I got super lucky with an invitation to garden with a new friend (astonishingly new at the time — this is why I was so lucky!). Sharing the land and the work is the perfect solution for urban living. It brings people and resources together — and, in this case, gives my kid two adorable girls (and their toys — he loves their toys) to hang out with while I garden.

Both families pitched in and constructed three raised beds. As you can see, kids can enjoy any aspect of gardening — even the building.

Especially the building!

And the cardboard stomping.

And the dirt filling.

And the worm spotting.

And, of course, the watering. What kid doesn't love to play with a hose?

I've tried to keep things organized with a square foot gardening plan.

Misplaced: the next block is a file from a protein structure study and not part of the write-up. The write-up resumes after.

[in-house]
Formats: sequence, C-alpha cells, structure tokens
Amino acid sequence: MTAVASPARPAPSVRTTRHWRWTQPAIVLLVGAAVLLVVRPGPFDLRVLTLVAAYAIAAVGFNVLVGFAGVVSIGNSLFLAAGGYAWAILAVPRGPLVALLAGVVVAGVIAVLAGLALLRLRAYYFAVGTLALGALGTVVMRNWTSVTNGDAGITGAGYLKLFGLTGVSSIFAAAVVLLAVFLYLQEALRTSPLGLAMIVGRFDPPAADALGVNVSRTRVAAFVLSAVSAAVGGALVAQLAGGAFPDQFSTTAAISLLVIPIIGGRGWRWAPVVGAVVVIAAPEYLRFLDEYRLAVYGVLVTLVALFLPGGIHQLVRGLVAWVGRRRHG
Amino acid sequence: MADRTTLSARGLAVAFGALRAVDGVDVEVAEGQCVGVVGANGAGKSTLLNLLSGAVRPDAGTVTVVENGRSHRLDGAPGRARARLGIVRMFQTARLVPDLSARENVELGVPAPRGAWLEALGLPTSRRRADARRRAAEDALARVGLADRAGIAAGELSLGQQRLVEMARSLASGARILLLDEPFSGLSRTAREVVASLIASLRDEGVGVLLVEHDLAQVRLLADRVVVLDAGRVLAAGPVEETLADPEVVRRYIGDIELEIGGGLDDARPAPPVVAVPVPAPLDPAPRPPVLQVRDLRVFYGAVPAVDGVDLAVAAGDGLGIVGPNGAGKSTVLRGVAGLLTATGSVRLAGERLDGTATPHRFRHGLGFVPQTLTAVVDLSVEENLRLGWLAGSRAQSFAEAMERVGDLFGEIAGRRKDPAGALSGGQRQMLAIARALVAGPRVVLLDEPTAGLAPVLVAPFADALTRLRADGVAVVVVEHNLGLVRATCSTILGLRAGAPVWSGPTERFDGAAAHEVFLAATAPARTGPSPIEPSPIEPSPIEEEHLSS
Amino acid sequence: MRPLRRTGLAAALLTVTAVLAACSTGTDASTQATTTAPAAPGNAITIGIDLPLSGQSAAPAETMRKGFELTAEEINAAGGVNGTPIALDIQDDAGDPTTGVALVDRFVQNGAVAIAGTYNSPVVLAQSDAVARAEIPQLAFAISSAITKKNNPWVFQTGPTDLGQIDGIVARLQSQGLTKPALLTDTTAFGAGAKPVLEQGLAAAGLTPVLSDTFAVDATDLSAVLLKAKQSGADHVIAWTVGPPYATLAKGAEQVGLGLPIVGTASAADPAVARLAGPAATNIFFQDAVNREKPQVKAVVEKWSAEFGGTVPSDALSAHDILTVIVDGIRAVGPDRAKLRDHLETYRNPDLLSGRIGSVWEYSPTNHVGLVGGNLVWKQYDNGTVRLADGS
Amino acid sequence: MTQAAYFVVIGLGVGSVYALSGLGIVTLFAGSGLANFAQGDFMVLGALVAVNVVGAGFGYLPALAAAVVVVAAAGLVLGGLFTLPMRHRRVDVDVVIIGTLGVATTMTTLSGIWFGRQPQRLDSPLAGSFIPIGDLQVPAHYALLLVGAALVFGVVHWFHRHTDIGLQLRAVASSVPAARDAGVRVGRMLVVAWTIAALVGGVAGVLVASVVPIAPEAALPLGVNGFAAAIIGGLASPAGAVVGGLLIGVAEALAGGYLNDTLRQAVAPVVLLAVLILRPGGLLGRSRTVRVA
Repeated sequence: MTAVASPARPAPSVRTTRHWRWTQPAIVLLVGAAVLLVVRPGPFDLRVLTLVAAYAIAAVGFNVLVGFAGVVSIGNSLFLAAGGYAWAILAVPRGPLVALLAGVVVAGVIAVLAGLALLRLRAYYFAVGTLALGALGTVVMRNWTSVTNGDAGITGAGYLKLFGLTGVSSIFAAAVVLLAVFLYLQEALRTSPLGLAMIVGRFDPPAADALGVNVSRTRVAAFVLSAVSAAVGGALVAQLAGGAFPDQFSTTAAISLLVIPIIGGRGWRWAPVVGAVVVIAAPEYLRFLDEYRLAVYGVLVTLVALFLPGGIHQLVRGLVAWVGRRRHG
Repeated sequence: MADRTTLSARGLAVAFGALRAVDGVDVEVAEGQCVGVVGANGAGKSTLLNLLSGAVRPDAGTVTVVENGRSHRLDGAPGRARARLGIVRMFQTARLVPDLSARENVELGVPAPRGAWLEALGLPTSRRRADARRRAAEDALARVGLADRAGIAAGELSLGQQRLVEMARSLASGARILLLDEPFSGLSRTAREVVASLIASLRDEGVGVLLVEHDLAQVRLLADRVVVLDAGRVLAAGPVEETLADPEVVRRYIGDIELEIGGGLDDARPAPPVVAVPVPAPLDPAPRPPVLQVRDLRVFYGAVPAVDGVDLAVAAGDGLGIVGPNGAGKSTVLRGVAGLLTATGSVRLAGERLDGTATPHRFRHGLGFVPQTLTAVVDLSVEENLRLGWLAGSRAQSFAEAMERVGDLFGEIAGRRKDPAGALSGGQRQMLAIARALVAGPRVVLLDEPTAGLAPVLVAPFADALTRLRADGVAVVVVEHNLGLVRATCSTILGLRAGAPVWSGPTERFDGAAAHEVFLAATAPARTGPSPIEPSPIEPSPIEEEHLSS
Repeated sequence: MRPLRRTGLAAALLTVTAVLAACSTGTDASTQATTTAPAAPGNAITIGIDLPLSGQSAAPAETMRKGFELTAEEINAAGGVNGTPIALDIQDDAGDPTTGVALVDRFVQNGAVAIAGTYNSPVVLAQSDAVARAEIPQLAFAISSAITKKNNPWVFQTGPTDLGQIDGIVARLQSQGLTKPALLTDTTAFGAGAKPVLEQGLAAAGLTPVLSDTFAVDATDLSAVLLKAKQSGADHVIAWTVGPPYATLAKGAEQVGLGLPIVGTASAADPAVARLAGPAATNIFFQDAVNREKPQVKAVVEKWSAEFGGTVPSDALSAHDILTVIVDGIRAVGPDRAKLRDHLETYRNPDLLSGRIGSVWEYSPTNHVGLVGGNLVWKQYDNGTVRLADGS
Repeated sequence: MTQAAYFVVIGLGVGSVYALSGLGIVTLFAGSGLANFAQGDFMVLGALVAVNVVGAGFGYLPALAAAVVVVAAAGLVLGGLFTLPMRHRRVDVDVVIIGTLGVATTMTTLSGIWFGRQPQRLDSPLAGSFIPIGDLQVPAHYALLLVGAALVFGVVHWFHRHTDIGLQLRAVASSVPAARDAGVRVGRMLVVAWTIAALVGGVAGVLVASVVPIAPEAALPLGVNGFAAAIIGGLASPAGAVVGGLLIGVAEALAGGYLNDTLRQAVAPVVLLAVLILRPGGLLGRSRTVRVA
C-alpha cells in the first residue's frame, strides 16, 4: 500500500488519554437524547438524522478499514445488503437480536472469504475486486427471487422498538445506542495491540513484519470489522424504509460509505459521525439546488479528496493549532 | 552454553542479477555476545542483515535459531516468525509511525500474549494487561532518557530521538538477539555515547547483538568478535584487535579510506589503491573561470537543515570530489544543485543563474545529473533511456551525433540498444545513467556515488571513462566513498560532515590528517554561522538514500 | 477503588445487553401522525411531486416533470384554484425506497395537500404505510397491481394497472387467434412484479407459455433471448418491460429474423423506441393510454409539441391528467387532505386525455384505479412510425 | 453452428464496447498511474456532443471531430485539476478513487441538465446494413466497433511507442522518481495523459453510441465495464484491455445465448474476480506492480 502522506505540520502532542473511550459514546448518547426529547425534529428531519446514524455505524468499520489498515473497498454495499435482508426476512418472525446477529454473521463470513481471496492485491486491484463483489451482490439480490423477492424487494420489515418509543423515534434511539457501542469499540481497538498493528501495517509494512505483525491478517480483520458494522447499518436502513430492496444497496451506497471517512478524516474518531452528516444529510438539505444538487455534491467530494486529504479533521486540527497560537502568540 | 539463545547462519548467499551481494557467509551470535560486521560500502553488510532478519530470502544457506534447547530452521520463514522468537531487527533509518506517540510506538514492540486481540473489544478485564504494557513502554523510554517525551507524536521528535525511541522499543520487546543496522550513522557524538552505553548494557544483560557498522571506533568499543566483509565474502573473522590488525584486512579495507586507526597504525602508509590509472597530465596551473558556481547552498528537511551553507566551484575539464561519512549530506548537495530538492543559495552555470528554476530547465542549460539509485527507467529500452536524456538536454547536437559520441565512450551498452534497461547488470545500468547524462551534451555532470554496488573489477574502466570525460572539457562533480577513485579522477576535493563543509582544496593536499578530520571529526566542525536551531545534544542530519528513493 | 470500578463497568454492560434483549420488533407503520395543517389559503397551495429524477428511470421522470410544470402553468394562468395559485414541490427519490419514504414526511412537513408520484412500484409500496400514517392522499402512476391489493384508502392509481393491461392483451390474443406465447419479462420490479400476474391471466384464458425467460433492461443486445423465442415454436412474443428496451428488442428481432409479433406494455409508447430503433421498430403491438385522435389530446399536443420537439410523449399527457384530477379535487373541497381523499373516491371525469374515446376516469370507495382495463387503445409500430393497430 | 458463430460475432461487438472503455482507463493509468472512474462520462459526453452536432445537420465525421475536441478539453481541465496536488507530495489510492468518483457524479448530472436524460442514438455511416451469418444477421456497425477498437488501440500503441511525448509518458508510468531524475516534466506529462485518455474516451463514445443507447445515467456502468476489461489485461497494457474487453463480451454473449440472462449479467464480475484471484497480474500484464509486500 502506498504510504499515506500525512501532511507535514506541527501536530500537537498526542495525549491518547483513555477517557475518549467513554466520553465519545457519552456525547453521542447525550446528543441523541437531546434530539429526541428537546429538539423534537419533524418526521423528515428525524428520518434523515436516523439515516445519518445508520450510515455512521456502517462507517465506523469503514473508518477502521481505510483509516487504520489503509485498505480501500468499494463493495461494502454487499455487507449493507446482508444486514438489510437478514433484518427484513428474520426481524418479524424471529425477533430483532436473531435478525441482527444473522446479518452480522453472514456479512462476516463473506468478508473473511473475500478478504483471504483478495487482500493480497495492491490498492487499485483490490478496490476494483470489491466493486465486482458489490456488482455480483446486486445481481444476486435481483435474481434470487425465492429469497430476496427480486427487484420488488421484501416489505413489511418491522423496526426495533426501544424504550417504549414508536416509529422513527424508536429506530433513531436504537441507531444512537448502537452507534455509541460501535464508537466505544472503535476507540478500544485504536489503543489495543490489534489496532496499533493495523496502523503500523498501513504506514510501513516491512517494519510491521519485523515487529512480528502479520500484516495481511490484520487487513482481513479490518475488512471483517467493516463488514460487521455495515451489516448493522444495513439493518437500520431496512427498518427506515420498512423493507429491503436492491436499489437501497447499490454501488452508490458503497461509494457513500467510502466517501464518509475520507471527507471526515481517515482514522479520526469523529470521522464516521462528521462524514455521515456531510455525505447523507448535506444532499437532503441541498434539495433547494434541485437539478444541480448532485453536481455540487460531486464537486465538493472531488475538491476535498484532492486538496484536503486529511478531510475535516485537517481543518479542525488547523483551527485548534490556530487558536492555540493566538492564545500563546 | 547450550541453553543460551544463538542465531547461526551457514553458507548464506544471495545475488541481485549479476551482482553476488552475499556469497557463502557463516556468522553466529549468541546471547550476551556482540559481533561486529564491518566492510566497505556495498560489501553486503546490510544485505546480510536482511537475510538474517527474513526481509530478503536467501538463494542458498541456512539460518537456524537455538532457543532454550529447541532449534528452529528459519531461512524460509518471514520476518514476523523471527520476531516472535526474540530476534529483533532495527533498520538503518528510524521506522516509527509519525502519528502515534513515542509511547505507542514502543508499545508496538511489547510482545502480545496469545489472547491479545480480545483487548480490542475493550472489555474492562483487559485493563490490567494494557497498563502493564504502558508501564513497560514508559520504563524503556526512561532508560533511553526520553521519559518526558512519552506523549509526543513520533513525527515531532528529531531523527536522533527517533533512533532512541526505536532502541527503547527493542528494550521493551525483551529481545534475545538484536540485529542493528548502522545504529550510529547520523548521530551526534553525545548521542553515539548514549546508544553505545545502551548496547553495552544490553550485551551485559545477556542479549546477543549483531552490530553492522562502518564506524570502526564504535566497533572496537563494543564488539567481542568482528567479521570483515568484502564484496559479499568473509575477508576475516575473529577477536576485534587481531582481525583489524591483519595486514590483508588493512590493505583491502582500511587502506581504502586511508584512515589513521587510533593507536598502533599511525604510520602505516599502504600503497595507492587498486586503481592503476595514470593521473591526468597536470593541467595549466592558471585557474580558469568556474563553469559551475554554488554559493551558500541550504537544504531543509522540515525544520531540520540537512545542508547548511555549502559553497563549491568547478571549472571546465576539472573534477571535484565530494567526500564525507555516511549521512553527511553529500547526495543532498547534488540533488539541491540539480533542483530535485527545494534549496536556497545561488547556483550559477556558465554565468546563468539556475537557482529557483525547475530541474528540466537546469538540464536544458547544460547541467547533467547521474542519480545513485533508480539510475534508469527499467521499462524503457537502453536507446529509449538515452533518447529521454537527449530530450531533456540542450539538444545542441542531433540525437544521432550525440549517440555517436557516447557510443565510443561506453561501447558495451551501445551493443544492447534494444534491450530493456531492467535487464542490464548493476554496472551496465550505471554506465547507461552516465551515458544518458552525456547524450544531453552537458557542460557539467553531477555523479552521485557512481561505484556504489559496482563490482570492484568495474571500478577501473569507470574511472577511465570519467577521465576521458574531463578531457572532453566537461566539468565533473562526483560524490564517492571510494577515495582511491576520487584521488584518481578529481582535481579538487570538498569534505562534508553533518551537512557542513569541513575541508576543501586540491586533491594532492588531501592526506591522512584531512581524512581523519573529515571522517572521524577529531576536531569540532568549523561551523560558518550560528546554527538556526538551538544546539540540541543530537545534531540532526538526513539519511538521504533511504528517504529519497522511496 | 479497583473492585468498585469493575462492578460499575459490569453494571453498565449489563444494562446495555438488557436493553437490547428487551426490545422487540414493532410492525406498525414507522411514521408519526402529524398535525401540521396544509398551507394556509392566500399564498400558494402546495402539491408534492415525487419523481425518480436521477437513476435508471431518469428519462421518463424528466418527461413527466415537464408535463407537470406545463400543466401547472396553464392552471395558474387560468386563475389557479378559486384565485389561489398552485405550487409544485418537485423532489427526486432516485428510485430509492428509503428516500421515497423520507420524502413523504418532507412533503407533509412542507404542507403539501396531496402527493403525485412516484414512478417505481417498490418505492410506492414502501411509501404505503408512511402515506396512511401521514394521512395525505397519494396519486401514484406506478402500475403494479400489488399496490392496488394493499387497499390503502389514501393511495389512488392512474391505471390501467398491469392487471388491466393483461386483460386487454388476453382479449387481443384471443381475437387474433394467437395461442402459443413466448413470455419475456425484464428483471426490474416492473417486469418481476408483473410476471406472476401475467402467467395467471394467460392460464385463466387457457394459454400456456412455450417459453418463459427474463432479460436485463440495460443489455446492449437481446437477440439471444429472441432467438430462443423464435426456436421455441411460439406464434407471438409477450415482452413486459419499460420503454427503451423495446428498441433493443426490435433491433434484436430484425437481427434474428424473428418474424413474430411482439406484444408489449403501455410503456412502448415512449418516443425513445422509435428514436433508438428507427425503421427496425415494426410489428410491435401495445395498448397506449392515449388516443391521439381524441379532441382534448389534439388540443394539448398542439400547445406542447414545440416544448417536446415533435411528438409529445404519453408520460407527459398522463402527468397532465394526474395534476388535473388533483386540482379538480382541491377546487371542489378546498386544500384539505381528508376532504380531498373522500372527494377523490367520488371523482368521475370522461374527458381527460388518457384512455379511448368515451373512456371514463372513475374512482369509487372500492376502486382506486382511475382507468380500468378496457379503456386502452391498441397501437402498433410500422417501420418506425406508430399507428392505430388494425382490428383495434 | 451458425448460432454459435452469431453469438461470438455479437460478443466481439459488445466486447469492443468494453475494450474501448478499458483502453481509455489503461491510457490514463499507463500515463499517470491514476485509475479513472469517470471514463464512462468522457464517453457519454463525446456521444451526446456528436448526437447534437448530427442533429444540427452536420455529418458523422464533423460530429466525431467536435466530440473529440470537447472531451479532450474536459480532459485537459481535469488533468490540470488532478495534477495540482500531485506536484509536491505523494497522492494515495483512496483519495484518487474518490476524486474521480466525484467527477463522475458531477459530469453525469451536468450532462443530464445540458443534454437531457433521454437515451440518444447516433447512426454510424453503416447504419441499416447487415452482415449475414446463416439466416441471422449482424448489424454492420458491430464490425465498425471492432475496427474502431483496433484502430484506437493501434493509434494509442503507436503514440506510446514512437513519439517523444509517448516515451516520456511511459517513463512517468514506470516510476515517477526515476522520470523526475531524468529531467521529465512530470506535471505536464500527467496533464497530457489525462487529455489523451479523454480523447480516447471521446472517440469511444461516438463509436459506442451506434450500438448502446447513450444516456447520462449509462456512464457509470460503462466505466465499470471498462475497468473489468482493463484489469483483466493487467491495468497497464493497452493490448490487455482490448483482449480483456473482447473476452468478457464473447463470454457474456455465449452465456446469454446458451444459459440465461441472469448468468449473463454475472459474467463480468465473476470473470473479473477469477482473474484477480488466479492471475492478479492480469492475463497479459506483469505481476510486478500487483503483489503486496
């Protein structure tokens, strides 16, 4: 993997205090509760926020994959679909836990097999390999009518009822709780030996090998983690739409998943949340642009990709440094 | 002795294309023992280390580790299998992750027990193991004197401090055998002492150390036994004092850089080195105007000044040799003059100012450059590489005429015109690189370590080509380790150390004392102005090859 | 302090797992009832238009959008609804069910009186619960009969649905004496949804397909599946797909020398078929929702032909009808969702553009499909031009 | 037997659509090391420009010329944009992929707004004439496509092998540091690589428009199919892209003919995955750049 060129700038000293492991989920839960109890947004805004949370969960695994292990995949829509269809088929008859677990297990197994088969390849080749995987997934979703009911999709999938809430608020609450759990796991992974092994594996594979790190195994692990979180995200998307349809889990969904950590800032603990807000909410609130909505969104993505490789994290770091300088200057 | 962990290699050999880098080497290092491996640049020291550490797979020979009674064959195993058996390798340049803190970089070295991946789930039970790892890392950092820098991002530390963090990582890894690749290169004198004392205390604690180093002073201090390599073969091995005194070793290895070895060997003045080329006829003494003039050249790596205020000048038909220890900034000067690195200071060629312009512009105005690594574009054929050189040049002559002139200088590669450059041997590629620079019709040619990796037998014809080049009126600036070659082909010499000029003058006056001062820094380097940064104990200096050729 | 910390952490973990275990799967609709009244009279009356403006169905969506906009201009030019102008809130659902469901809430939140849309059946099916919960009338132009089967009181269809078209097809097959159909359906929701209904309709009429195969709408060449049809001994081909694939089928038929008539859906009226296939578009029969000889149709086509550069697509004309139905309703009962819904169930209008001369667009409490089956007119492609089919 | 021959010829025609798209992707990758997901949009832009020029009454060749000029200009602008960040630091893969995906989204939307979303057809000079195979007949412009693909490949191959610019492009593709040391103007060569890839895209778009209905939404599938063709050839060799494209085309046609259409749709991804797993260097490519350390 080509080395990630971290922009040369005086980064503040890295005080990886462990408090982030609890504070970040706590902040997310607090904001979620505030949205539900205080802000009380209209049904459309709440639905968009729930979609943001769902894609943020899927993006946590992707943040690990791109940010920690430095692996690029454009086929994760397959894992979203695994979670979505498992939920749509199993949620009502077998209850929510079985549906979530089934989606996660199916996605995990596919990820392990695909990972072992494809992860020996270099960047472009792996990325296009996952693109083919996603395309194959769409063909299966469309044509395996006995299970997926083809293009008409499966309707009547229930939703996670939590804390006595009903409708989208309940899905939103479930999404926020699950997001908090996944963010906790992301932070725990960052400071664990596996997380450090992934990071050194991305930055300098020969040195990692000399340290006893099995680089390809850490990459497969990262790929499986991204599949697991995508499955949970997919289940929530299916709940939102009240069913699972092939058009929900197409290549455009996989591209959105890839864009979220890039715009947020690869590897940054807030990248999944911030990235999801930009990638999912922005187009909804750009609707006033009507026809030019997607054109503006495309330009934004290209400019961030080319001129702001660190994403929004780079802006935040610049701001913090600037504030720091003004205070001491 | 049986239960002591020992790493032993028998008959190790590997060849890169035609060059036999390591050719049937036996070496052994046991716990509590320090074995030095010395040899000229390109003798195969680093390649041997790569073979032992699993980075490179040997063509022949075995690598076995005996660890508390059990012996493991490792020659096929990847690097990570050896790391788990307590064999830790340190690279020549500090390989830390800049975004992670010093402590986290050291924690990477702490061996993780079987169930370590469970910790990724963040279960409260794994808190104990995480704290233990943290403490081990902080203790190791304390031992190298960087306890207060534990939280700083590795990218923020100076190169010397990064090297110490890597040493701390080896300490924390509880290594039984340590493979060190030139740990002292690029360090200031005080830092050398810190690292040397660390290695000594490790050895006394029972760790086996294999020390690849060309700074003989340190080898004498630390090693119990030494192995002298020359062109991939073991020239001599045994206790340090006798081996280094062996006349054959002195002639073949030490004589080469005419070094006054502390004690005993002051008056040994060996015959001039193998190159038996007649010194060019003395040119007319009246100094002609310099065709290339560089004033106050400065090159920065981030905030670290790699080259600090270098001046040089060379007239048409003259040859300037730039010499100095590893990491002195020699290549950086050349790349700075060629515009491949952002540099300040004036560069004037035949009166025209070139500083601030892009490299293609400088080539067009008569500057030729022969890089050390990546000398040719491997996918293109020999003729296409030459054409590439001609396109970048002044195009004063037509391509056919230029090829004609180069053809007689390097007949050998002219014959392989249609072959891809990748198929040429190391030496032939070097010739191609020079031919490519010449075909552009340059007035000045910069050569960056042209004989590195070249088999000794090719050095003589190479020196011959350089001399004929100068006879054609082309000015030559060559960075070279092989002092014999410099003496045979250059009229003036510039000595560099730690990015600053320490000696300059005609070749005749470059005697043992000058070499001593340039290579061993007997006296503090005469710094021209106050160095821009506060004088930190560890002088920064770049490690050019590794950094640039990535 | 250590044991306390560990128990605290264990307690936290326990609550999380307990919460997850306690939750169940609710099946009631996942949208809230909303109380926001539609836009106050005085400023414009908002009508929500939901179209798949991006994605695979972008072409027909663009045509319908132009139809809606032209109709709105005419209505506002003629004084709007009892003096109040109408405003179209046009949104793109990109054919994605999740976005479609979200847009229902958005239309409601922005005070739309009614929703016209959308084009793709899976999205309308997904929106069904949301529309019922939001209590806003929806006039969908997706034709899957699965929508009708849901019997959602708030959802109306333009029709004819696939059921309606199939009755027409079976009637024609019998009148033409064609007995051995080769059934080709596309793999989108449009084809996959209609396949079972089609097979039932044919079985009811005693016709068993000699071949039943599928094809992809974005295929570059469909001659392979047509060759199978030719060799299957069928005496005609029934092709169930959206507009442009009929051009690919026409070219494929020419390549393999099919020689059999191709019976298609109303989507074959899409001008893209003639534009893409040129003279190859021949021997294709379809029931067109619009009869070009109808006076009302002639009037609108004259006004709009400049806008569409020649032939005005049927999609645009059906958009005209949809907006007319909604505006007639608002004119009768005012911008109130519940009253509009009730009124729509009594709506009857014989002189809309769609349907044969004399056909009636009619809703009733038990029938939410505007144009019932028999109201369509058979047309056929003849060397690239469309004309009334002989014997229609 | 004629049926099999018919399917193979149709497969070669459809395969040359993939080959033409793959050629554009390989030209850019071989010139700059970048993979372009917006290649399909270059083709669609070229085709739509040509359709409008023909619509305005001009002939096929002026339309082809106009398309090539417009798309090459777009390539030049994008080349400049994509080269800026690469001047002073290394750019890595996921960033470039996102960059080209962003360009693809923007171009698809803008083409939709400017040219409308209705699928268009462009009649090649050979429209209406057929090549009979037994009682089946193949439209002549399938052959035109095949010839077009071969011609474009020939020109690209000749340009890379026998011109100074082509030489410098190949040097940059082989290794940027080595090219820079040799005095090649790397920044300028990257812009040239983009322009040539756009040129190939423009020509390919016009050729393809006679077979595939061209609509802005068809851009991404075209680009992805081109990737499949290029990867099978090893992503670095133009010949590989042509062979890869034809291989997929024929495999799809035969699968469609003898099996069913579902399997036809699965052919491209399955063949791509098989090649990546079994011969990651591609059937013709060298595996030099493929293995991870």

That way I can keep track of which squares the kids can still muck around in!

If you're full-out gardening, you can let your kids help you choose and plant the seeds indoors or out.

Children are invariably helpful.

Include something fun, like sunflowers or pumpkins.

Like hoses, spray bottles are always a hit.

They're often eager to help with the harvesting.

And if you're lucky, they might even eat some of those veggies they've helped to grow!

How do you garden in seemingly inhospitable conditions? And how do you include your kids in the fun?

Carnival of Natural Parenting -- Hobo Mama and Code Name: Mama

Visit Code Name: Mama and Hobo Mama to find out how you can participate in the next Carnival of Natural Parenting!

Please take time to read the submissions by the other carnival participants:

  • Get Out!Momma Jorje gives reasons she doesn't think she gets outside enough and asks for your suggestions on making time for the outdoors.
  • How Does Your Garden Grow?The ArtsyMama shares her love of nature photography.
  • We Go Outside — Amy at Peace 4 Parents describes her family's simple, experiential approach to encouraging appreciation of nature.